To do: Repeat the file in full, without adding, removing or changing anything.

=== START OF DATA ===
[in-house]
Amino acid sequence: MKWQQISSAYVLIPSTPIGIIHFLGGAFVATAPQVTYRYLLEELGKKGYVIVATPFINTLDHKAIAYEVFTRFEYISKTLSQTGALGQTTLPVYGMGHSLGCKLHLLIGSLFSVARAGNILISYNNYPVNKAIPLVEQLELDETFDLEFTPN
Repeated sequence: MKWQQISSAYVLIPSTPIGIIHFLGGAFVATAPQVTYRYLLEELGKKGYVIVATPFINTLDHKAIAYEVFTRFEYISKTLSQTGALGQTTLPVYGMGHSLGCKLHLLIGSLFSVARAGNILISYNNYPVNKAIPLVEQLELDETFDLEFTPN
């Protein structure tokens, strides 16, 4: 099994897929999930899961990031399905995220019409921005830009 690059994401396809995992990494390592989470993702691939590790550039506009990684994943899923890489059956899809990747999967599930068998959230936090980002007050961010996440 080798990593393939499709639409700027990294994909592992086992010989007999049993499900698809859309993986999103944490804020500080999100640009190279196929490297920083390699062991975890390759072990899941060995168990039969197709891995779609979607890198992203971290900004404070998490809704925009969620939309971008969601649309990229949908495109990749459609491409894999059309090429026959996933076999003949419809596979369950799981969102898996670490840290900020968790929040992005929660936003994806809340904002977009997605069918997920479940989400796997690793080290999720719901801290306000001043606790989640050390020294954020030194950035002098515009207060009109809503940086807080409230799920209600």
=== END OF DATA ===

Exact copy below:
[in-house]
Amino acid sequence: MKWQQISSAYVLIPSTPIGIIHFLGGAFVATAPQVTYRYLLEELGKKGYVIVATPFINTLDHKAIAYEVFTRFEYISKTLSQTGALGQTTLPVYGMGHSLGCKLHLLIGSLFSVARAGNILISYNNYPVNKAIPLVEQLELDETFDLEFTPN
Repeated sequence: MKWQQISSAYVLIPSTPIGIIHFLGGAFVATAPQVTYRYLLEELGKKGYVIVATPFINTLDHKAIAYEVFTRFEYISKTLSQTGALGQTTLPVYGMGHSLGCKLHLLIGSLFSVARAGNILISYNNYPVNKAIPLVEQLELDETFDLEFTPN
């Protein structure tokens, strides 16, 4: 099994897929999930899961990031399905995220019409921005830009 690059994401396809995992990494390592989470993702691939590790550039506009990684994943899923890489059956899809990747999967599930068998959230936090980002007050961010996440 080798990593393939499709639409700027990294994909592992086992010989007999049993499900698809859309993986999103944490804020500080999100640009190279196929490297920083390699062991975890390759072990899941060995168990039969197709891995779609979607890198992203971290900004404070998490809704925009969620939309971008969601649309990229949908495109990749459609491409894999059309090429026959996933076999003949419809596979369950799981969102898996670490840290900020968790929040992005929660936003994806809340904002977009997605069918997920479940989400796997690793080290999720719901801290306000001043606790989640050390020294954020030194950035002098515009207060009109809503940086807080409230799920209600």